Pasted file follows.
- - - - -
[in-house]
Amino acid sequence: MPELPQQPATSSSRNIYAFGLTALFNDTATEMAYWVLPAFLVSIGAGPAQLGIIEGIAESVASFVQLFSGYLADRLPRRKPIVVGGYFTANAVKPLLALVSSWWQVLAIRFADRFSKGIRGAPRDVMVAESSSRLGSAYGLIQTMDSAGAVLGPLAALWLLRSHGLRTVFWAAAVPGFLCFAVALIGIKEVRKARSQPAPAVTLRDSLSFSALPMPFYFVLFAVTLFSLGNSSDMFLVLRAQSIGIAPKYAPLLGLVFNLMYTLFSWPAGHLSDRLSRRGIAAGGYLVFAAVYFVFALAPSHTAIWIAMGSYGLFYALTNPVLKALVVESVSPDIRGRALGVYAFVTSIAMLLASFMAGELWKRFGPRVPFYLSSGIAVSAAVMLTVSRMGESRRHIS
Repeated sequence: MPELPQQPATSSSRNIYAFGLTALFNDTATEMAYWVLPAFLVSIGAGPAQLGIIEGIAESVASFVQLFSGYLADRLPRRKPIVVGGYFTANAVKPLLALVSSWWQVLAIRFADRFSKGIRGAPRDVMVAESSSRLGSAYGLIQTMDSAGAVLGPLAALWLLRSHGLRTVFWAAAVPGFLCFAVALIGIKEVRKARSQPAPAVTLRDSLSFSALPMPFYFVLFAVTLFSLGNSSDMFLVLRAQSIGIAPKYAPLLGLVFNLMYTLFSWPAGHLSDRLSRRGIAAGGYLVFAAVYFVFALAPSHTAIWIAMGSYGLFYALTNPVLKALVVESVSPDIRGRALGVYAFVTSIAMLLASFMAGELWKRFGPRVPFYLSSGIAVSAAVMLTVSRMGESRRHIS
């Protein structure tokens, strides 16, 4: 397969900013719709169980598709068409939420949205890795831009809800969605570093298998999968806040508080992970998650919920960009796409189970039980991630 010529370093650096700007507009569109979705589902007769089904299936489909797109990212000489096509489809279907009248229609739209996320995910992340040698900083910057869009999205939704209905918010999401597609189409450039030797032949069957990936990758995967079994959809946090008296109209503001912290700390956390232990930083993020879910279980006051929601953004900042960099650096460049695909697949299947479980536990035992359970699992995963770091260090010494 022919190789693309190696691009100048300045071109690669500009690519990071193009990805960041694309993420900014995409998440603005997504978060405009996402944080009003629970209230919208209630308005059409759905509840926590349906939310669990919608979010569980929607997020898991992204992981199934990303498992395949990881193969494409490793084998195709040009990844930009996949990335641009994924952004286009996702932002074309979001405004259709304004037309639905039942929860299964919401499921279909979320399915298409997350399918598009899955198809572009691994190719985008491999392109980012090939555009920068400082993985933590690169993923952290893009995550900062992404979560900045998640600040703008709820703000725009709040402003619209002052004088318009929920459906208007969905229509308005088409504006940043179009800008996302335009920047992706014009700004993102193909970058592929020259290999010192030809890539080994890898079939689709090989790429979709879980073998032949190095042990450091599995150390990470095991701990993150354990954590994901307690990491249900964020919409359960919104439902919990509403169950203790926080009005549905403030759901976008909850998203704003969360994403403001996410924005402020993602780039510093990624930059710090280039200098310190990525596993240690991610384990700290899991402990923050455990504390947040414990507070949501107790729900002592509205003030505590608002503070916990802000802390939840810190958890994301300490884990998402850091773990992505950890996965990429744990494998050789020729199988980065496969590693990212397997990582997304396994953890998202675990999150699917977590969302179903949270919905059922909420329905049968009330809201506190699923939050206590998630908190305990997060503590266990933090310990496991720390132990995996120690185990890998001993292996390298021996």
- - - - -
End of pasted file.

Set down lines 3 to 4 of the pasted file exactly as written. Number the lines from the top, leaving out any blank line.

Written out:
Repeated sequence: MPELPQQPATSSSRNIYAFGLTALFNDTATEMAYWVLPAFLVSIGAGPAQLGIIEGIAESVASFVQLFSGYLADRLPRRKPIVVGGYFTANAVKPLLALVSSWWQVLAIRFADRFSKGIRGAPRDVMVAESSSRLGSAYGLIQTMDSAGAVLGPLAALWLLRSHGLRTVFWAAAVPGFLCFAVALIGIKEVRKARSQPAPAVTLRDSLSFSALPMPFYFVLFAVTLFSLGNSSDMFLVLRAQSIGIAPKYAPLLGLVFNLMYTLFSWPAGHLSDRLSRRGIAAGGYLVFAAVYFVFALAPSHTAIWIAMGSYGLFYALTNPVLKALVVESVSPDIRGRALGVYAFVTSIAMLLASFMAGELWKRFGPRVPFYLSSGIAVSAAVMLTVSRMGESRRHIS
């Protein structure tokens, strides 16, 4: 397969900013719709169980598709068409939420949205890795831009809800969605570093298998999968806040508080992970998650919920960009796409189970039980991630 010529370093650096700007507009569109979705589902007769089904299936489909797109990212000489096509489809279907009248229609739209996320995910992340040698900083910057869009999205939704209905918010999401597609189409450039030797032949069957990936990758995967079994959809946090008296109209503001912290700390956390232990930083993020879910279980006051929601953004900042960099650096460049695909697949299947479980536990035992359970699992995963770091260090010494 022919190789693309190696691009100048300045071109690669500009690519990071193009990805960041694309993420900014995409998440603005997504978060405009996402944080009003629970209230919208209630308005059409759905509840926590349906939310669990919608979010569980929607997020898991992204992981199934990303498992395949990881193969494409490793084998195709040009990844930009996949990335641009994924952004286009996702932002074309979001405004259709304004037309639905039942929860299964919401499921279909979320399915298409997350399918598009899955198809572009691994190719985008491999392109980012090939555009920068400082993985933590690169993923952290893009995550900062992404979560900045998640600040703008709820703000725009709040402003619209002052004088318009929920459906208007969905229509308005088409504006940043179009800008996302335009920047992706014009700004993102193909970058592929020259290999010192030809890539080994890898079939689709090989790429979709879980073998032949190095042990450091599995150390990470095991701990993150354990954590994901307690990491249900964020919409359960919104439902919990509403169950203790926080009005549905403030759901976008909850998203704003969360994403403001996410924005402020993602780039510093990624930059710090280039200098310190990525596993240690991610384990700290899991402990923050455990504390947040414990507070949501107790729900002592509205003030505590608002503070916990802000802390939840810190958890994301300490884990998402850091773990992505950890996965990429744990494998050789020729199988980065496969590693990212397997990582997304396994953890998202675990999150699917977590969302179903949270919905059922909420329905049968009330809201506190699923939050206590998630908190305990997060503590266990933090310990496991720390132990995996120690185990890998001993292996390298021996």